The United States sent China a letter last week, asking to cut the tariff on U.S. automobiles, buy more U.S.-made semiconductors and give U.S. firms better access to the Chinese financial sector.
Treasury Secretary Steven Mnuchin and U.S. Trade Representative Robert Lighthizer listed steps that Washington wants Beijing to take in a letter to Liu He, a newly appointed vice premier who oversees China’s economy.
The Chinese newspaper, The Journal, reported that Mnuchin was considering a visit to Beijing to pursue negotiations.
Mnuchin said he’s optimistic the U.S. would reach an agreement with China that will stop U.S. President Donald Trump to impose tariffs on at least $50 billion of goods from the country.
Alarm over a possible trade war between the world's two largest economies has chilled financial markets as investors anticipate dire consequences should trade barriers go up due to President Trump's bid to cut the U.S. deficit with China by $100 billion.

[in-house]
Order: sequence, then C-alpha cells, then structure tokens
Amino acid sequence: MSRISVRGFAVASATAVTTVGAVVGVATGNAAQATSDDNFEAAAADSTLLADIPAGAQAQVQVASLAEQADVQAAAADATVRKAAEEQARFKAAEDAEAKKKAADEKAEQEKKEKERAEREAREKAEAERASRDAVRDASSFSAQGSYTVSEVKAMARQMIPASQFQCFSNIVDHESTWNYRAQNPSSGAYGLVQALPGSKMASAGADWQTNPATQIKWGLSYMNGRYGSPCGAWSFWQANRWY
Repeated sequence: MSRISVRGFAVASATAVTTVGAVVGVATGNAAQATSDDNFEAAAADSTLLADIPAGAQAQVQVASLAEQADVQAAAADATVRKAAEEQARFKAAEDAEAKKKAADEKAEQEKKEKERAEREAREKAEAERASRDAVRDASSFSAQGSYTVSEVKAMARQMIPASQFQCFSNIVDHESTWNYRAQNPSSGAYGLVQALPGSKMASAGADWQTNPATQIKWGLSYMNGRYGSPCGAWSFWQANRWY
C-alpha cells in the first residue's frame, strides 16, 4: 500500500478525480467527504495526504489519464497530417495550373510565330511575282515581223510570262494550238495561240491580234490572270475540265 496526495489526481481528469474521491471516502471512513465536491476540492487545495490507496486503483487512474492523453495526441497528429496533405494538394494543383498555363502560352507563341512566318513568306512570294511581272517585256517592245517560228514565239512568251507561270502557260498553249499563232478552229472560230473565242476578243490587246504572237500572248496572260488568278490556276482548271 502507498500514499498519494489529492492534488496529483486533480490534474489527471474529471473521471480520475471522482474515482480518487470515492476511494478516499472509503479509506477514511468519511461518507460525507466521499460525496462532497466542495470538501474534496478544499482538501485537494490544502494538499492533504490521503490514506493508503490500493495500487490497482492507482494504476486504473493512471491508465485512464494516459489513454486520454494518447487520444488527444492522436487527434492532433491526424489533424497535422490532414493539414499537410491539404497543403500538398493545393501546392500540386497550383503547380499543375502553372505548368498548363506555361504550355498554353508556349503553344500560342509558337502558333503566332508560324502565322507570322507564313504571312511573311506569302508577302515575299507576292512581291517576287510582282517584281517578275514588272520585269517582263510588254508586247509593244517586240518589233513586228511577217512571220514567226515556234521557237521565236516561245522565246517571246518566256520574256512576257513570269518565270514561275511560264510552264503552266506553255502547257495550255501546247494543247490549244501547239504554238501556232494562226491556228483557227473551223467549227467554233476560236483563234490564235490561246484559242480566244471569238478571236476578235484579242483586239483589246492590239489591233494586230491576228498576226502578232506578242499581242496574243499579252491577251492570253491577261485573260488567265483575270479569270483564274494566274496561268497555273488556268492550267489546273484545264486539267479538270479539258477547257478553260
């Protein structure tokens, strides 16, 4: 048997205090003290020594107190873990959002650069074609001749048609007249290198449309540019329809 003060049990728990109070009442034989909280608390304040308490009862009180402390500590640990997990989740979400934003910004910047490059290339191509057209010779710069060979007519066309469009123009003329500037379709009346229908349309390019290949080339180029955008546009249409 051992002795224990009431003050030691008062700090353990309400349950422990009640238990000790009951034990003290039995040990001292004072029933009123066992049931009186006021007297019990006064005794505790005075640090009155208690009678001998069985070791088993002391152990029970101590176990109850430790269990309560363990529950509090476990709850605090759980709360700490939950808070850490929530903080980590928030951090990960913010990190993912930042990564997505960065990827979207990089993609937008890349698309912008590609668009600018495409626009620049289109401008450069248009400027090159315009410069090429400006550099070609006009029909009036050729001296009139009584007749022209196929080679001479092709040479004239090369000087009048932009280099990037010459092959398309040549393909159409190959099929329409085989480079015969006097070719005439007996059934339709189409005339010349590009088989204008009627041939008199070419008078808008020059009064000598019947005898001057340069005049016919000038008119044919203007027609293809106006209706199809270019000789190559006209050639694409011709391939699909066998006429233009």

Automobiles and Semiconductors
Mnuchin said the two countries agree on reducing the deficit to some degree and are trying to “to see if we can reach an agreement as to what fair trade is for them to open up their markets, reduce the tariffs, stop forced technology transfer.”
As mentioned above, both Mnuchin and Lighthizer listed specific requests and steps for China in a letter to Liu.
The list includes a reduction of Chinese tariffs on U.S. automobiles, more Chinese purchases of U.S. semiconductors and better access to China’s financial sector by American companies.
The U.S. will proceed with tariffs “unless we have an acceptable agreement that the president signs off on,” Mnuchin said Sunday.
“We’re not afraid of a trade war, but that’s not our objective,” he said. “In a negotiation, you have to be prepared to take action.”
Fears of a trade war mounted earlier this month after Trump first slapped tariffs on steel and aluminum imports, and then on Thursday specifically targeted China by announcing plans for tariffs on up to $60 billion of Chinese goods.
On Friday, China fired a warning shot in response to the U.S. tariffs on steel and aluminum by declaring plans to levy additional duties on up to $3 billion of U.S. imports.
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